• My first oncology appt is tomorrow. What should I epect?

    Asked by szbc on Monday, January 28, 2013

    My first oncology appt is tomorrow. What should I epect?

    13 Answers from the Community

    13 answers
    • karen1956's Avatar

      I have a wonderful oncologist....at my first appt he spent almost 2 hours with my DH and me.....he went over my mammo that lead up to Dx and the one from the previous year as well as the MRI that was done after Dx and explained everything....he talked about what his recommended tx protocol would be for me....Its gone on 7 years, so I don't remember everything, but what I do remember is that my onc was very thorough...both my DH and I took notes.....After appt with onc, more testing was done....I think I had my bilat 2 weeks after my first onc visit...then saw onc again before I started chemo 3 weeks post bilat.....

      over 3 years ago
    • SueRae1's Avatar

      First let me welcome you to our group, lots of very supportive and knowledgeable people here for you. 2nd I'm sending you hugs, and prayers, as you start this very difficult journey.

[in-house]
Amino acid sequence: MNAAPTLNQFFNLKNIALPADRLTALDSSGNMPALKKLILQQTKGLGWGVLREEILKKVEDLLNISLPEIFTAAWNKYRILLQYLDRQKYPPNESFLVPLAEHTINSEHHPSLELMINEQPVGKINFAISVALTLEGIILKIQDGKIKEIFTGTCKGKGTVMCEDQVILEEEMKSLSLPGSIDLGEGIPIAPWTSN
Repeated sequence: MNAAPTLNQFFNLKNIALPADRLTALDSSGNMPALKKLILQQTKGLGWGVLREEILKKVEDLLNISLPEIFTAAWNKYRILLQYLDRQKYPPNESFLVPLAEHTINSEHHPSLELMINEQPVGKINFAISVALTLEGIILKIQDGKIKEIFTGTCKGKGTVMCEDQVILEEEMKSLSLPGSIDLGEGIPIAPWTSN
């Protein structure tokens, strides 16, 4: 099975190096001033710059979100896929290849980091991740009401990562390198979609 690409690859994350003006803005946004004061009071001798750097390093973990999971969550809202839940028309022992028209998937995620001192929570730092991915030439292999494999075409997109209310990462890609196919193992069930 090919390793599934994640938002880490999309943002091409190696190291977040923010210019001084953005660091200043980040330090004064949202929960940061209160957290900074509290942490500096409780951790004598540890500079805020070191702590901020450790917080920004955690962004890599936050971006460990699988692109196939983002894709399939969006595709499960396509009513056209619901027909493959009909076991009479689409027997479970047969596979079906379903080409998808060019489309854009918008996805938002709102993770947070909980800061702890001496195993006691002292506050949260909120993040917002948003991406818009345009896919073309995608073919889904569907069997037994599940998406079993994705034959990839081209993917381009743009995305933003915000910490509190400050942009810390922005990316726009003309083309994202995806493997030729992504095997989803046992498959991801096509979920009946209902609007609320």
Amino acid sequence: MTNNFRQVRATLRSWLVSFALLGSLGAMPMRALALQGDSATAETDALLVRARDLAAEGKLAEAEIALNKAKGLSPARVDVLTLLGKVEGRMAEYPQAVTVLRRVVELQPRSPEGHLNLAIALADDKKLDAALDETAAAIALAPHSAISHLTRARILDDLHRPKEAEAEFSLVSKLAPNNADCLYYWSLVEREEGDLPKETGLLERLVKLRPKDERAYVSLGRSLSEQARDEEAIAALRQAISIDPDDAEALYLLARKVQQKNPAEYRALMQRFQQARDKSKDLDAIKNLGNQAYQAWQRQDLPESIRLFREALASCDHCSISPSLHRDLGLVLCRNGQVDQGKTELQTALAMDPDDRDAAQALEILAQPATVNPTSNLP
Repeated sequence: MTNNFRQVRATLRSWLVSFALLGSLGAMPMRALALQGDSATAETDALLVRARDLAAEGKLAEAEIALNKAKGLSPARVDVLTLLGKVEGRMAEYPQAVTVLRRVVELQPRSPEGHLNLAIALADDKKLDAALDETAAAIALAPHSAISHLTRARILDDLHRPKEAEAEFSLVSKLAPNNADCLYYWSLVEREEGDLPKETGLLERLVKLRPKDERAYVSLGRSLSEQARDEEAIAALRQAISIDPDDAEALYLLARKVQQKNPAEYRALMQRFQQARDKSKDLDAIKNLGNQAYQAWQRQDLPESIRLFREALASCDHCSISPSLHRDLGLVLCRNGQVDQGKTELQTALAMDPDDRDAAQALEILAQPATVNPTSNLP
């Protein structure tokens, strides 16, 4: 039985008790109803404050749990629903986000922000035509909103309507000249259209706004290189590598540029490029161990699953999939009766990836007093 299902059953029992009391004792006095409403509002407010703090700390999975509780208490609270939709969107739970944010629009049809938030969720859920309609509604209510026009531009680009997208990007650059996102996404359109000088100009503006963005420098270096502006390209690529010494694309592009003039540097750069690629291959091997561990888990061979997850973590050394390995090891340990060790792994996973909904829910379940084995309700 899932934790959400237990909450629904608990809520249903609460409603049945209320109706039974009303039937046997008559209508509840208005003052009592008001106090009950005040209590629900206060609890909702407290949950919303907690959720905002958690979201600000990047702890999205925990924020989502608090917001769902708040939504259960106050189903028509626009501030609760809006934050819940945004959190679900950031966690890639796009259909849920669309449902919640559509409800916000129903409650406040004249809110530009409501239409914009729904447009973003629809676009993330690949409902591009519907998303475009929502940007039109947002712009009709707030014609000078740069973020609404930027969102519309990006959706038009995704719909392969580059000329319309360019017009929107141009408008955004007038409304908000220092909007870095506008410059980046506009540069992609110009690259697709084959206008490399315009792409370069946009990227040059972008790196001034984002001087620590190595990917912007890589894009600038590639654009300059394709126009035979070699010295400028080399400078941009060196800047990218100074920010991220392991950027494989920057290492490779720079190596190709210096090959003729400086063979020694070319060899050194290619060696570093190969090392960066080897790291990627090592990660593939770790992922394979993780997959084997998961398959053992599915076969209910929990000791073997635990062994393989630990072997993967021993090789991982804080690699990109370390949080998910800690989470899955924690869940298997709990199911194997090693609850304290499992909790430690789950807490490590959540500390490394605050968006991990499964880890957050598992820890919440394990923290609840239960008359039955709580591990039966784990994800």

You will met with your oncologist and her/his team - which may include office staff, nurses, nurse practitioners, other doctors, and medical support personnel who take vitals, etc. You will go over your biopsy, test results, etc. A treatment plan will be mapped out, which may include more tests, (for example, I was given a muga heart test, before I started chemo). You will have a chance to ask questions and get clarification about what is being discussed. Your next visit, additional tests will be scheduled. You may also receive a infusion schedule, depending out what type of chemo you are getting, some cancers can be treated with oral chemo, if that is the case you will receive the pills and/or prescription.

      Bring someone with you - for moral support and for their input. Bring a notebook and pen so you can write down important information. Get contact information, so you can call and/or e-mail your oncologist or designated team member with follow up questions and concerns. And there will be follow up questions and concerns. The amount of information can be overwhelming, even if you are not in the process of integrating what is going on.

      Good luck and let me know how it went.

      over 3 years ago
    • gwendolyn's Avatar

      Definitely expect to get a lot of information. Bring a notebook and another person. Don't hesitate to ask ANY question.

      over 3 years ago
    • JennyMiller's Avatar